Knowing small towns, you have to know that tongues were wagging for quite a while after that, although to be fair, a lot of the talk amongst the men was about Douglas Collyer selling the farm which was supposed to have been Ginny and Ray’s, only of course, may she rest in peace, she died in that accident in the city, but still and all, Andrew might have wanted it so both his boys could farm if they wanted. The women, on the other hand, seemed pretty sure what what two men moving in together, in a house they bought together, meant and that’s what they talked about. Oh, hardly anything was said to their faces, partly because Ralphie was kin to anyone who might try to talk about it, and Mare just sort of stared at you when he didn’t want to talk especially about himself and that’s very off-putting. But still, at church socials and over the fence in equal measure, they were talked about for a while and then, they weren’t. I suppose that’s the nature of small towns and gossip, always looking for a new topic to thoroughly chew on until all the flavour and angst has worn off.
Mare is one of those guys who is most comfortable with least words. He gets to the cafe about five o’clock, where he turns on the ovens and the grill and sets up the coffee maker. Then he pulls a flat of eggs out of the cooler, along with a five pound block of bacon and a tray full of sausages ready to pop into the oven when it’s hot. Then he mixes up the pancake batter, leaving it to sit for the first order, and same thing with the dip for the french toast. Last thing he does in getting ready is to take the rolls from the proofer, and shove them in the hot oven to bake. The combined smells of coffee perking and fresh rolls baking always get Daddy up and rolling into his morning routine, if he isn’t already.
Breakfast during the week and even on Saturdays is a no-nonsense sort of meal, as it should be for working men and women in a small rural community. French toast is about as fancy as we get on a Monday morning, and Mare isn’t real thrilled about even that, but we did persuade him that it made a lot of the women and suits who come in for a later breakfast, say seven thirty or so, happy to have another choice. But everyone admits that Mare really does know his way around an egg and your bacon is always as crisp as you want so we all just let him get on with it. I tried one morning to use all the best diner slang I know when putting orders in, things like “Adam and Eve, and wreck ‘em, with zeppelins on the side and a baby”, but that last maybe a minute when I realized that Mare just stopped completely stopped working and was stared at me as if I had started speaking Norwegian. He’s not a loose guy, our Mare, and we’ve learned that that’s the way he likes to be.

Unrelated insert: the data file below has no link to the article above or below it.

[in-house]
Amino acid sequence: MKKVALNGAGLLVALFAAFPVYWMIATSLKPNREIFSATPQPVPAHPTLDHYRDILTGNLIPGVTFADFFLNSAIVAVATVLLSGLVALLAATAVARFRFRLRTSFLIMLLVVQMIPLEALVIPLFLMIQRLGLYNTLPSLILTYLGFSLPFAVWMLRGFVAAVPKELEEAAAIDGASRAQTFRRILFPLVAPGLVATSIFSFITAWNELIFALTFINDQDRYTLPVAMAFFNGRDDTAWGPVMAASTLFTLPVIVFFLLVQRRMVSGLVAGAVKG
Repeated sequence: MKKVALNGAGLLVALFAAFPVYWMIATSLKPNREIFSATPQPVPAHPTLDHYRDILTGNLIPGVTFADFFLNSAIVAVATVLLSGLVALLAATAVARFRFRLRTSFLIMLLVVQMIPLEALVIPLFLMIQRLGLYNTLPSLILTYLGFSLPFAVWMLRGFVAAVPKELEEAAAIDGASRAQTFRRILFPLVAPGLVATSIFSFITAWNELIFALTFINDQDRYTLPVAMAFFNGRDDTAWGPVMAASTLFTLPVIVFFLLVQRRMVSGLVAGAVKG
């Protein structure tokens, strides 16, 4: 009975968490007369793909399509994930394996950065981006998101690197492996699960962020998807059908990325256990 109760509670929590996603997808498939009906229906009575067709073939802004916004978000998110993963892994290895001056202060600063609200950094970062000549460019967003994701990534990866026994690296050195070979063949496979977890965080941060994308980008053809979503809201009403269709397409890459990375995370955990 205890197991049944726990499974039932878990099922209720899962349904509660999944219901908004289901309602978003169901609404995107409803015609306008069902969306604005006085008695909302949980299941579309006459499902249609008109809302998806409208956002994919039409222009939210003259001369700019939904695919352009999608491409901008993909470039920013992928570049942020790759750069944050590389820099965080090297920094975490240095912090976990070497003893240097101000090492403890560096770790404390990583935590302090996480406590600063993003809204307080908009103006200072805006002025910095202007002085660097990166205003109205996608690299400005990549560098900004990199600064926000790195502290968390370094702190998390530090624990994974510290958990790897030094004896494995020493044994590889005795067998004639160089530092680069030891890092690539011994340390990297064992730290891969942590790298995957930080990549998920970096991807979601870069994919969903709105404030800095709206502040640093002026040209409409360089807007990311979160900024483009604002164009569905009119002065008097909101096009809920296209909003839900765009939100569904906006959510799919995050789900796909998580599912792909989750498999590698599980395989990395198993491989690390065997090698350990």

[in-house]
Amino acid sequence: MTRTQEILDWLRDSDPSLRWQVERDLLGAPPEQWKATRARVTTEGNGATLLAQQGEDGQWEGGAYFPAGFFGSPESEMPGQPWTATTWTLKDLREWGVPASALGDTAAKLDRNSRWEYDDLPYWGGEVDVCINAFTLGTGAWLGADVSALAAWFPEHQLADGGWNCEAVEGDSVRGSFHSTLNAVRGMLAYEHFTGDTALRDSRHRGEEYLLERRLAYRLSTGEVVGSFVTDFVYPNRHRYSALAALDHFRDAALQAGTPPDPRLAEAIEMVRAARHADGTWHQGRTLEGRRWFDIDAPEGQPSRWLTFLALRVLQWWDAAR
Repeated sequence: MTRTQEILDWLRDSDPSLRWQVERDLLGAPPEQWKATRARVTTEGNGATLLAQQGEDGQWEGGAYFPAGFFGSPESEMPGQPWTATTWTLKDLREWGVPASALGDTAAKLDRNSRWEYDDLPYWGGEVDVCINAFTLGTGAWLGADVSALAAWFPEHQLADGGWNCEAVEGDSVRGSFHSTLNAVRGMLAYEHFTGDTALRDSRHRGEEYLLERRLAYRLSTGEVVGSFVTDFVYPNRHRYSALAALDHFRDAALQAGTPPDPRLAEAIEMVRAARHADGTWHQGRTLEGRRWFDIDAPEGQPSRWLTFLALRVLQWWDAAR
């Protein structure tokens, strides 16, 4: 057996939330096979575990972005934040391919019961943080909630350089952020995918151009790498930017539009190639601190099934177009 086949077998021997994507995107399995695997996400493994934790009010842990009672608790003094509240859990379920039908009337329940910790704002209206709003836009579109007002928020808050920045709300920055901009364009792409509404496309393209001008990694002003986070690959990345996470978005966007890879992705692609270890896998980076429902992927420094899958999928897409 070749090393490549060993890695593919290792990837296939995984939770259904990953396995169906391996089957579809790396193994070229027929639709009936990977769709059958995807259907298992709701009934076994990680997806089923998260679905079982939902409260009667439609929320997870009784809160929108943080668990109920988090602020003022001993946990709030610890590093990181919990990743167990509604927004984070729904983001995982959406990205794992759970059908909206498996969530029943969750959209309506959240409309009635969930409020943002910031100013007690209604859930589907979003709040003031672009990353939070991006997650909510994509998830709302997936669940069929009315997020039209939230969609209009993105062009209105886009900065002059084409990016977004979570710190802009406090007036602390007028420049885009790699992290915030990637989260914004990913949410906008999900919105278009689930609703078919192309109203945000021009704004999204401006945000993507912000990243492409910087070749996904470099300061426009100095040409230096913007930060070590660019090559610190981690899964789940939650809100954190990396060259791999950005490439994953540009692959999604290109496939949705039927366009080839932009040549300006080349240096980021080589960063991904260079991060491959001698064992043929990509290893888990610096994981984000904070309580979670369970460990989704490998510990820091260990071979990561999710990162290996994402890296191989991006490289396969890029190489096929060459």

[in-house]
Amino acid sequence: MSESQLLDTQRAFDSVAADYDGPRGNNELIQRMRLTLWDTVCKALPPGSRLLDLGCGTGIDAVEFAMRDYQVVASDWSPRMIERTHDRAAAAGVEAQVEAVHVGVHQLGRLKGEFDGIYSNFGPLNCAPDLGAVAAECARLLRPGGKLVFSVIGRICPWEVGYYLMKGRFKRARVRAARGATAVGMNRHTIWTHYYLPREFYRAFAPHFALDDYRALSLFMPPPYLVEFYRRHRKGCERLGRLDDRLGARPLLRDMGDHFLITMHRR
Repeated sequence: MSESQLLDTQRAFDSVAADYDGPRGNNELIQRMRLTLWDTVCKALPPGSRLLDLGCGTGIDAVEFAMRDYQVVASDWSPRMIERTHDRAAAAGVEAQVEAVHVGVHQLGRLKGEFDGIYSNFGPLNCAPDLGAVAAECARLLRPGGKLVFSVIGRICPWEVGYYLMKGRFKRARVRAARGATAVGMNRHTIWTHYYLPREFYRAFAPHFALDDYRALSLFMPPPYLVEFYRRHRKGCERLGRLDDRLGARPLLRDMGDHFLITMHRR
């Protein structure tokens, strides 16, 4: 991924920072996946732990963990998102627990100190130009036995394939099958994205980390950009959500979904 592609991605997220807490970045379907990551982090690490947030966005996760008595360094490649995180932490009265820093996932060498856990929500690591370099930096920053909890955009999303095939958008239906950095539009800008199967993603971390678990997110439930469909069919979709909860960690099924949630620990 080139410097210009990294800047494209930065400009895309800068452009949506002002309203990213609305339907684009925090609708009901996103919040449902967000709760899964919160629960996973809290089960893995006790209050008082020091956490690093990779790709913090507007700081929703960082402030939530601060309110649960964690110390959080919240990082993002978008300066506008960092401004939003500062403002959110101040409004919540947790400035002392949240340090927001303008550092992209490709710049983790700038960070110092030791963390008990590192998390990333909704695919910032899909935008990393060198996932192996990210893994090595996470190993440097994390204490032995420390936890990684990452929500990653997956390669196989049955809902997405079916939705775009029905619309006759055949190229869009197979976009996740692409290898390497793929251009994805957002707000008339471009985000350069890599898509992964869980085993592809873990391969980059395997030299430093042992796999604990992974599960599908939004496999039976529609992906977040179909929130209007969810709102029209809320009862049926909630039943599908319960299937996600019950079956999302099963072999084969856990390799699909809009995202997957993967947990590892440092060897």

Ralphie is completely the opposite of Mare. Not only is he warm and chatty to Mare’s quiet coolness, but he’s about a foot taller than Mare and has to weigh at least a hundred pounds more. When you see them walking together, which you don’t very often, maybe at the fall fair, maybe at the occasional funeral, the difference is really something to see. For us I mean. I don’t suppose they notice themselves.
Anyway, Ralphie comes in around two thirty every afternoon, getting ready for what we call the Three Stages. Ralphie began calling it that shortly after he started working for my mother. He noticed that for about an hour, starting at about three o’clock, we would get kids who wanted fries and gravy and something cold to drink. Then starting at about four thirty, we would find the older people coming in for that day’s Senior Supper Special.
This idea, having a simple meal available for a short period every day, was something that Ralphie proposed just about the time Daddy walked into the cafe for the first time, and they’ve been building on it ever since. See, Ralphie really likes cooking. Mare does what he does very well, but the only part of making breakfast worth getting out of bed is the fact that he gets paid to do it. For Ralphie, however, there’s a real joy in putting together a delicious, nutritious meal made from locally grown ingredients as much as possible and serving it for a good price even if, Daddy says, that price is about a buck less then he would charge and a buck more than Ralphie wants.
So the Senior Supper Special runs only for an hour, starting supposedly at four thirty but there lots of times when, if the soup’s ready when Mr and Mrs Potts come in at four fifteen, as they do just about every day, we’ll go ahead take their order. The meal always begins with soup or salad, then the main course, and then dessert with either coffee or tea, and the price is always just eight bucks plus tax and tip, although we don’t expect too much in the way of tips from this crowd.